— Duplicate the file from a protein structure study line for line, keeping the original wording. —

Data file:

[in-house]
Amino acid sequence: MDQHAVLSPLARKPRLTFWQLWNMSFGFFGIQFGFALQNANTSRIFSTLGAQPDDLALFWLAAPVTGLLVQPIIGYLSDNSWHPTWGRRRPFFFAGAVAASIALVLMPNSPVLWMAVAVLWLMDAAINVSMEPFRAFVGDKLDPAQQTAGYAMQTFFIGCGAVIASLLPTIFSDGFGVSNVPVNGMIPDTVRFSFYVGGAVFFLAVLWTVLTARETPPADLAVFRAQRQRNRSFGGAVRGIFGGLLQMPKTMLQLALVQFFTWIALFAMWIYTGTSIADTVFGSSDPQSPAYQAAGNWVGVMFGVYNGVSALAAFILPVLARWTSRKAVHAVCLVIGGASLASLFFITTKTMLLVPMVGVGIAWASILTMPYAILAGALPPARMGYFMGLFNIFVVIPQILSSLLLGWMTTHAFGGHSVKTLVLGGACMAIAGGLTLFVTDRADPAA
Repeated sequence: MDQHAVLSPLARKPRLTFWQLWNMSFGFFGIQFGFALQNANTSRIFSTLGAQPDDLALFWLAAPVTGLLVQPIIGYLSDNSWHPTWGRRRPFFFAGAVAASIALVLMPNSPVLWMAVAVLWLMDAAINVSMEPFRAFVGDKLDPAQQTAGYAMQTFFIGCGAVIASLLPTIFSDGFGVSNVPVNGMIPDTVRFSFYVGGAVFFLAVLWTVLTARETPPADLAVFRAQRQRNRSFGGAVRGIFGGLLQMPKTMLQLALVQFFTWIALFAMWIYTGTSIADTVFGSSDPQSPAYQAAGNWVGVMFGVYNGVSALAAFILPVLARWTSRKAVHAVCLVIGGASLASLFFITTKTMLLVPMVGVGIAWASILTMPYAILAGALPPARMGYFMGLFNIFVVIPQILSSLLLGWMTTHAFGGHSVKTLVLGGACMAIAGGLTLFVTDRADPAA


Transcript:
[in-house]
Amino acid sequence: MDQHAVLSPLARKPRLTFWQLWNMSFGFFGIQFGFALQNANTSRIFSTLGAQPDDLALFWLAAPVTGLLVQPIIGYLSDNSWHPTWGRRRPFFFAGAVAASIALVLMPNSPVLWMAVAVLWLMDAAINVSMEPFRAFVGDKLDPAQQTAGYAMQTFFIGCGAVIASLLPTIFSDGFGVSNVPVNGMIPDTVRFSFYVGGAVFFLAVLWTVLTARETPPADLAVFRAQRQRNRSFGGAVRGIFGGLLQMPKTMLQLALVQFFTWIALFAMWIYTGTSIADTVFGSSDPQSPAYQAAGNWVGVMFGVYNGVSALAAFILPVLARWTSRKAVHAVCLVIGGASLASLFFITTKTMLLVPMVGVGIAWASILTMPYAILAGALPPARMGYFMGLFNIFVVIPQILSSLLLGWMTTHAFGGHSVKTLVLGGACMAIAGGLTLFVTDRADPAA
Repeated sequence: MDQHAVLSPLARKPRLTFWQLWNMSFGFFGIQFGFALQNANTSRIFSTLGAQPDDLALFWLAAPVTGLLVQPIIGYLSDNSWHPTWGRRRPFFFAGAVAASIALVLMPNSPVLWMAVAVLWLMDAAINVSMEPFRAFVGDKLDPAQQTAGYAMQTFFIGCGAVIASLLPTIFSDGFGVSNVPVNGMIPDTVRFSFYVGGAVFFLAVLWTVLTARETPPADLAVFRAQRQRNRSFGGAVRGIFGGLLQMPKTMLQLALVQFFTWIALFAMWIYTGTSIADTVFGSSDPQSPAYQAAGNWVGVMFGVYNGVSALAAFILPVLARWTSRKAVHAVCLVIGGASLASLFFITTKTMLLVPMVGVGIAWASILTMPYAILAGALPPARMGYFMGLFNIFVVIPQILSSLLLGWMTTHAFGGHSVKTLVLGGACMAIAGGLTLFVTDRADPAA